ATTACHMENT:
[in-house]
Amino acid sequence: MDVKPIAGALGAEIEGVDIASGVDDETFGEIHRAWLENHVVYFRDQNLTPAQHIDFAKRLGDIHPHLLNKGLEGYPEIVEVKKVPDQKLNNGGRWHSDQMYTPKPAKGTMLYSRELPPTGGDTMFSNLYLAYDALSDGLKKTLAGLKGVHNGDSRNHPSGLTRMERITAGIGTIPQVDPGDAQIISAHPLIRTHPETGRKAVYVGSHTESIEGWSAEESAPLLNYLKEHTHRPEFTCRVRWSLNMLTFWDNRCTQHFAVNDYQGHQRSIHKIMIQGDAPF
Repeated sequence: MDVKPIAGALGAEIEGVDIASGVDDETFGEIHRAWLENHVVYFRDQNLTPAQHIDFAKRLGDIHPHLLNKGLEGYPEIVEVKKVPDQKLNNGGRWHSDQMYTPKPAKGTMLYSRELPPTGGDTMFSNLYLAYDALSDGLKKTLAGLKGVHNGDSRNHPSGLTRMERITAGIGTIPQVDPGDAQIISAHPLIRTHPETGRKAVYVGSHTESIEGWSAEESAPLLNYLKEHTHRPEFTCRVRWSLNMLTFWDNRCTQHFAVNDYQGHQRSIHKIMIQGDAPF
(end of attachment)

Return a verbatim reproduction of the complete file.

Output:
[in-house]
Amino acid sequence: MDVKPIAGALGAEIEGVDIASGVDDETFGEIHRAWLENHVVYFRDQNLTPAQHIDFAKRLGDIHPHLLNKGLEGYPEIVEVKKVPDQKLNNGGRWHSDQMYTPKPAKGTMLYSRELPPTGGDTMFSNLYLAYDALSDGLKKTLAGLKGVHNGDSRNHPSGLTRMERITAGIGTIPQVDPGDAQIISAHPLIRTHPETGRKAVYVGSHTESIEGWSAEESAPLLNYLKEHTHRPEFTCRVRWSLNMLTFWDNRCTQHFAVNDYQGHQRSIHKIMIQGDAPF
Repeated sequence: MDVKPIAGALGAEIEGVDIASGVDDETFGEIHRAWLENHVVYFRDQNLTPAQHIDFAKRLGDIHPHLLNKGLEGYPEIVEVKKVPDQKLNNGGRWHSDQMYTPKPAKGTMLYSRELPPTGGDTMFSNLYLAYDALSDGLKKTLAGLKGVHNGDSRNHPSGLTRMERITAGIGTIPQVDPGDAQIISAHPLIRTHPETGRKAVYVGSHTESIEGWSAEESAPLLNYLKEHTHRPEFTCRVRWSLNMLTFWDNRCTQHFAVNDYQGHQRSIHKIMIQGDAPF